Tax Advice

How to calculate RDEC

31 May 2021

As a small or medium business, you may be able to apply for RDEC, the government’s Research and Development Expenditure Credit scheme provided you meet the qualifying criteria. 

To qualify, you must be carrying out certain categories of R&D in the fields of science and technology. These are detailed in the HMRC publication ‘Research and development tax relief’. If your research qualifies, you can claim 13 percent of your eligible R&D expenditure as a credit against tax liabilities or a cash sum, and you can claim for RDEC if your business is making a profit or a loss. 

You can find out more about eligible R&D expenditure in our article ‘A guide to research and development accounting’. Here, our small business accountants will walk you through how to calculate RDEC. 

Steps to calculate RDEC

To work out how much RDEC you will receive, you need to make a series of calculations related to your overall tax position. This is because RDEC is treated as taxable income and must be included in your overall calculations for tax

In this simplified example, we assume that your business has sales of £10,000 with cost of sales £5,000. 

  • Your gross profit after deducting cost of sales before including other expenditure is £5,000

  • Your qualifying R&D expenditure is £1,000

  • You will qualify for an RDEC grant of 13 percent of £1,000 = £130

  • Your other allowable business expenditure is £1,500

  • Your total operating costs are £1,000 (R&D) + £1,500 (other business costs) less £130 (RDEC) = £2,370 

  • Your net profit for calculating Corporation Tax is now £5,000 (gross profit) - £2,370 = £2,630 

  • Your Corporation Tax liability is £2,630 x 19 percent = £499.70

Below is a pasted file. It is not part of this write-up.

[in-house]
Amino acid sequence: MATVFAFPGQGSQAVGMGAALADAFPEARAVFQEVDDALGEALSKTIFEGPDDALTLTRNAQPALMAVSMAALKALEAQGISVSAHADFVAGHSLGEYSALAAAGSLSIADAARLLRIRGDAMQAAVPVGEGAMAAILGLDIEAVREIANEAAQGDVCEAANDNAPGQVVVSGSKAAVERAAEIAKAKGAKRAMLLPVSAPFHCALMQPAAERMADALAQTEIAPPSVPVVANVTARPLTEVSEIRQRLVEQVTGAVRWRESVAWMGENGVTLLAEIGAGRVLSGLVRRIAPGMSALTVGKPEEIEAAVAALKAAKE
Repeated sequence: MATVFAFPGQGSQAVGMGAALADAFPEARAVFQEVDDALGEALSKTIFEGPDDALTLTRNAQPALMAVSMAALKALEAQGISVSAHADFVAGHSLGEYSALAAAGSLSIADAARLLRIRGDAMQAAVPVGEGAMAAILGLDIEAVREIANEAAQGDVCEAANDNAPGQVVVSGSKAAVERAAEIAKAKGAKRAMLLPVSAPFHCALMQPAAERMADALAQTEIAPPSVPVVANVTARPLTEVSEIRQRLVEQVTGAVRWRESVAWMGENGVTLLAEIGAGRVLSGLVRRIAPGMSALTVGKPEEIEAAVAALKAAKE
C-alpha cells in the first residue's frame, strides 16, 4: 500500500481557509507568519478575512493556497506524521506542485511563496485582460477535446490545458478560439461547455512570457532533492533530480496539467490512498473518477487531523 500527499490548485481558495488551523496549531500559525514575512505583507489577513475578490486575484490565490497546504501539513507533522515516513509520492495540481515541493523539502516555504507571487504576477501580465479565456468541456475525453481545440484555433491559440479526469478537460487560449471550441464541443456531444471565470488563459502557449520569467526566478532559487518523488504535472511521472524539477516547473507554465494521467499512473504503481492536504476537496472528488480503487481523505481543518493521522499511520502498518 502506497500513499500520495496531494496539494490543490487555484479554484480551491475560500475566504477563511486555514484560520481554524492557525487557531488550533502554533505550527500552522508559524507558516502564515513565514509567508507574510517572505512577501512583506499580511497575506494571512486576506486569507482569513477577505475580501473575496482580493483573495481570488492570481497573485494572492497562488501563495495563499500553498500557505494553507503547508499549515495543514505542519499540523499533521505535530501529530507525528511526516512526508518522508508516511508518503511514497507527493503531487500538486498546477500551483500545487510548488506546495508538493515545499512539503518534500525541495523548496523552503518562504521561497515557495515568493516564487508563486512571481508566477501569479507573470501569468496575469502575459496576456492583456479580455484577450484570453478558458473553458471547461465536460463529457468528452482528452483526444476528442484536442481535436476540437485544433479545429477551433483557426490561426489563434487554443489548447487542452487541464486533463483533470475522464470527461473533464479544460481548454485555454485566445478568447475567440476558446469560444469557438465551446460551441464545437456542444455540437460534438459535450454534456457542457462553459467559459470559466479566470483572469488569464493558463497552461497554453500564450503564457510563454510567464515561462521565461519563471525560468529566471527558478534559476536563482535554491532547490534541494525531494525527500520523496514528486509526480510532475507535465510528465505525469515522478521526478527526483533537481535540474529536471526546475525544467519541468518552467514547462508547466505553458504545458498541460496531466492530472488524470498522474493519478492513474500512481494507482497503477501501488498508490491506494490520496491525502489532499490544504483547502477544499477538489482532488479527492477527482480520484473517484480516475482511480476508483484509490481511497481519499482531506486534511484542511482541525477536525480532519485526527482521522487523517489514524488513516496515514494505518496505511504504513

Here’s how it looks in a worked example:



Cost of sales


Gross profit


Qualifying R&D expenditure


RDEC grant - 13 percent of expenditure


Other allowable business costs


Total operating costs


Net profit before tax


Tax due at 19 percent


However, you can use your RDEC grant to reduce your tax bill.

Deducting the RDEC grant of £130 from tax due of £499.70 leaves you with £369.70 to pay.

Here’s how that looks in a worked example:

Net profit before tax


Tax due at 19 percent


Less RDEC grant as a tax credit


Tax payable


RDEC calculation

Other scenarios 

As that simplified example shows, the RDEC grant can be used to reduce the amount of tax you pay if your business is making a profit.

You might also be able to use the RDEC grant to discharge other tax liabilities, such as VAT, National Insurance or unpaid tax from other years. 

However, if your business is making a loss or is a start-up with no current tax liability, you may be able to receive RDEC as a cash payment. The amount of RDEC you receive will also be based on your qualifying R&D expenditure at the same rate of 13 percent. 

The calculations become more complex if your business is part of a group or if you are carrying out qualifying R&D as a subcontractor. If you are part of a group, for example, you can elect to pass on your RDEC grant to the group to offset other tax liabilities.

In scenarios like this, it can be useful to take professional advice to find out which approach is most beneficial to your business. 

Support from Accounts and Legal

This is a brief outline of the requirements for calculating RDEC. If you would like to discuss the accounting needs for your RDEC project, our team of experienced small business accountants will be glad to help. 

To find out more, please contact us on 0207 043 4000 or via You can also get an instant accounting quote using our online tool.  

Chris Barnard


Head Accountant in Brighton

0127380 8000

About the author

Hello there! My name is Chris.

Since graduating with a business degree over 12 years ago I have been helping businesses grow, by sorting their finances and providing great advice. In 2014 I became a Chartered Certified accountant and have worked in various sized accountancy firms, from traditional top 20, to up and coming online accountants.

This resulted in 2015 being recognised in Accountancy Age's 35 under 35 and a year later in 2016 awarded the New Practitioner of Year, at the British Accountancy awards.

I specialise in helping fast growing businesses get a grip with their accounting, tax and financial processes. It can be a minefield, with an endless count of buzzwords and acronyms. 

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